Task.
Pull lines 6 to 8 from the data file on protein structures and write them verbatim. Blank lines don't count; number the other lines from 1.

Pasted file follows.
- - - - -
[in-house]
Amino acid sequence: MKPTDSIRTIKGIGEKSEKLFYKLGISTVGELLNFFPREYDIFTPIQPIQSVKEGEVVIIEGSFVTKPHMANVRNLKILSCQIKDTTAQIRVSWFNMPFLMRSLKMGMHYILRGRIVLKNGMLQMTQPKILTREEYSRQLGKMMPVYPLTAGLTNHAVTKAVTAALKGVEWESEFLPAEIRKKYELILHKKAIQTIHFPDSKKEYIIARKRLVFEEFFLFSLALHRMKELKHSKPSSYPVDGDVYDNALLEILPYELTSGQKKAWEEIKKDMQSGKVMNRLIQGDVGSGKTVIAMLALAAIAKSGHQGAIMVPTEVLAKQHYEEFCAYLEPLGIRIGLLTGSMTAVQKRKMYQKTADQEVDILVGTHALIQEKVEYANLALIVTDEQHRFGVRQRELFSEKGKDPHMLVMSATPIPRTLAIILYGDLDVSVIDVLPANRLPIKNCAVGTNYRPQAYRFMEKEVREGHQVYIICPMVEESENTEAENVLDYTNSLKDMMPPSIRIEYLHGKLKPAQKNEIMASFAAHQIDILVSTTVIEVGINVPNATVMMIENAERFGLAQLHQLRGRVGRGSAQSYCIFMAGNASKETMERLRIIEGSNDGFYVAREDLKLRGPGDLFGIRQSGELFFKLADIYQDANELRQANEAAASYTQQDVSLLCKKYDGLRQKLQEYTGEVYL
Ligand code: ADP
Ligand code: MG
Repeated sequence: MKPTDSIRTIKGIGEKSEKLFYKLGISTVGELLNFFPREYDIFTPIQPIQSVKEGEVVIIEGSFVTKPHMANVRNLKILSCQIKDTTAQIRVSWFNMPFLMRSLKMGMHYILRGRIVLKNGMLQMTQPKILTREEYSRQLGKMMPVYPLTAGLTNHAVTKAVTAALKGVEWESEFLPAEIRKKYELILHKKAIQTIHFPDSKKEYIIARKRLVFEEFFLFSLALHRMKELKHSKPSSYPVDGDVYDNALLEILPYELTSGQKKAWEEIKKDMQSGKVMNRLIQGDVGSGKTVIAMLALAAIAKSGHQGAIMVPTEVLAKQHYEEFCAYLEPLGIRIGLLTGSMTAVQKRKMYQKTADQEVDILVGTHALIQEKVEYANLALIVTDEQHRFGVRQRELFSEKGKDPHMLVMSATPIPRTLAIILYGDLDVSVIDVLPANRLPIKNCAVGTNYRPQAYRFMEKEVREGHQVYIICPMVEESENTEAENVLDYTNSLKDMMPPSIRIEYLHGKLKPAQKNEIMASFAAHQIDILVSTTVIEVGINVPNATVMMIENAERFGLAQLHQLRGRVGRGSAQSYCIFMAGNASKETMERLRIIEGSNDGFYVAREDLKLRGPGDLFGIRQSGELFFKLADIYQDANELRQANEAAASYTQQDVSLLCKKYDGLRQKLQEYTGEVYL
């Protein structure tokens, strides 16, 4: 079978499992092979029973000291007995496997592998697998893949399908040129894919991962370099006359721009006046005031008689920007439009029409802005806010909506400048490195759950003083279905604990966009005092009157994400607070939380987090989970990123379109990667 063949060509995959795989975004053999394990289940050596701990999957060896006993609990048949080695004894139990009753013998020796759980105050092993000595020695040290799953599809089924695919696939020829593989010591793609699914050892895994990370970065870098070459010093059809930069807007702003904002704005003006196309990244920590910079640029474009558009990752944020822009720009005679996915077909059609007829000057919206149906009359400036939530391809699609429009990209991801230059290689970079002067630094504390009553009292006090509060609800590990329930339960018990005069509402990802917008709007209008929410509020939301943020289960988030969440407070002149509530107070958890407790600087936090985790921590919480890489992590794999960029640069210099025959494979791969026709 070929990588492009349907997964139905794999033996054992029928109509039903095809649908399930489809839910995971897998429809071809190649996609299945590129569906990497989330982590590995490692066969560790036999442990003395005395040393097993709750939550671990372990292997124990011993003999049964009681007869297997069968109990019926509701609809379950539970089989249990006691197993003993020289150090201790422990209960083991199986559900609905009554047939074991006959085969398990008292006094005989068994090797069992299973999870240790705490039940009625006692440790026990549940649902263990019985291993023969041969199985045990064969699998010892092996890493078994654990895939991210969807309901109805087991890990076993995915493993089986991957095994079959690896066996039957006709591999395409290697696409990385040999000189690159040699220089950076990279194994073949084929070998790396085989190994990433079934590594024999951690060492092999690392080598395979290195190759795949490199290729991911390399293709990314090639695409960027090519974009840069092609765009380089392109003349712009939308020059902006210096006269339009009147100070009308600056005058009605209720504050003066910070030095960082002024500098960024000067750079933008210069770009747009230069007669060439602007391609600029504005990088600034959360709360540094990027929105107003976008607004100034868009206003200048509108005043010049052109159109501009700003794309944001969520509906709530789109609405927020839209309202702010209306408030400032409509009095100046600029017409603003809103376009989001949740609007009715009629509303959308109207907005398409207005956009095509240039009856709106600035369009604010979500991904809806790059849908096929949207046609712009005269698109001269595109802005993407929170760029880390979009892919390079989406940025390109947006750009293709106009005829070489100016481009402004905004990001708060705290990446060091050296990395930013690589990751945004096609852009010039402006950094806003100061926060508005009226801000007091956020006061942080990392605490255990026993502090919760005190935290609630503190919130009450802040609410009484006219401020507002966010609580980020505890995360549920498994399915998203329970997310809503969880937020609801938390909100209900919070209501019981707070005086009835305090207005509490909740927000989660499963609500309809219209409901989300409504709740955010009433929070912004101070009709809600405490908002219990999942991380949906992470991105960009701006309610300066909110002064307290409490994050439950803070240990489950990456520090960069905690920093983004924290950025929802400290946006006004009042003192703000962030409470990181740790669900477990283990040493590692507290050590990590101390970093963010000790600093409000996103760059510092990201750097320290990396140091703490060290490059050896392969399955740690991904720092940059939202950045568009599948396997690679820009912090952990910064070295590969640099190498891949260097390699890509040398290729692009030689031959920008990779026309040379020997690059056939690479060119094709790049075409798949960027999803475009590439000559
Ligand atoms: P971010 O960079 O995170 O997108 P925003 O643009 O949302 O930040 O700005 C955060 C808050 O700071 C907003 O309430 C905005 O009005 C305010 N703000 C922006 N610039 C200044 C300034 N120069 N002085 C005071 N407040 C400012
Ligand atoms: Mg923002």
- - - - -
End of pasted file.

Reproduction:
């Protein structure tokens, strides 16, 4: 079978499992092979029973000291007995496997592998697998893949399908040129894919991962370099006359721009006046005031008689920007439009029409802005806010909506400048490195759950003083279905604990966009005092009157994400607070939380987090989970990123379109990667 063949060509995959795989975004053999394990289940050596701990999957060896006993609990048949080695004894139990009753013998020796759980105050092993000595020695040290799953599809089924695919696939020829593989010591793609699914050892895994990370970065870098070459010093059809930069807007702003904002704005003006196309990244920590910079640029474009558009990752944020822009720009005679996915077909059609007829000057919206149906009359400036939530391809699609429009990209991801230059290689970079002067630094504390009553009292006090509060609800590990329930339960018990005069509402990802917008709007209008929410509020939301943020289960988030969440407070002149509530107070958890407790600087936090985790921590919480890489992590794999960029640069210099025959494979791969026709 070929990588492009349907997964139905794999033996054992029928109509039903095809649908399930489809839910995971897998429809071809190649996609299945590129569906990497989330982590590995490692066969560790036999442990003395005395040393097993709750939550671990372990292997124990011993003999049964009681007869297997069968109990019926509701609809379950539970089989249990006691197993003993020289150090201790422990209960083991199986559900609905009554047939074991006959085969398990008292006094005989068994090797069992299973999870240790705490039940009625006692440790026990549940649902263990019985291993023969041969199985045990064969699998010892092996890493078994654990895939991210969807309901109805087991890990076993995915493993089986991957095994079959690896066996039957006709591999395409290697696409990385040999000189690159040699220089950076990279194994073949084929070998790396085989190994990433079934590594024999951690060492092999690392080598395979290195190759795949490199290729991911390399293709990314090639695409960027090519974009840069092609765009380089392109003349712009939308020059902006210096006269339009009147100070009308600056005058009605209720504050003066910070030095960082002024500098960024000067750079933008210069770009747009230069007669060439602007391609600029504005990088600034959360709360540094990027929105107003976008607004100034868009206003200048509108005043010049052109159109501009700003794309944001969520509906709530789109609405927020839209309202702010209306408030400032409509009095100046600029017409603003809103376009989001949740609007009715009629509303959308109207907005398409207005956009095509240039009856709106600035369009604010979500991904809806790059849908096929949207046609712009005269698109001269595109802005993407929170760029880390979009892919390079989406940025390109947006750009293709106009005829070489100016481009402004905004990001708060705290990446060091050296990395930013690589990751945004096609852009010039402006950094806003100061926060508005009226801000007091956020006061942080990392605490255990026993502090919760005190935290609630503190919130009450802040609410009484006219401020507002966010609580980020505890995360549920498994399915998203329970997310809503969880937020609801938390909100209900919070209501019981707070005086009835305090207005509490909740927000989660499963609500309809219209409901989300409504709740955010009433929070912004101070009709809600405490908002219990999942991380949906992470991105960009701006309610300066909110002064307290409490994050439950803070240990489950990456520090960069905690920093983004924290950025929802400290946006006004009042003192703000962030409470990181740790669900477990283990040493590692507290050590990590101390970093963010000790600093409000996103760059510092990201750097320290990396140091703490060290490059050896392969399955740690991904720092940059939202950045568009599948396997690679820009912090952990910064070295590969640099190498891949260097390699890509040398290729692009030689031959920008990779026309040379020997690059056939690479060119094709790049075409798949960027999803475009590439000559
Ligand atoms: P971010 O960079 O995170 O997108 P925003 O643009 O949302 O930040 O700005 C955060 C808050 O700071 C907003 O309430 C905005 O009005 C305010 N703000 C922006 N610039 C200044 C300034 N120069 N002085 C005071 N407040 C400012
Ligand atoms: Mg923002």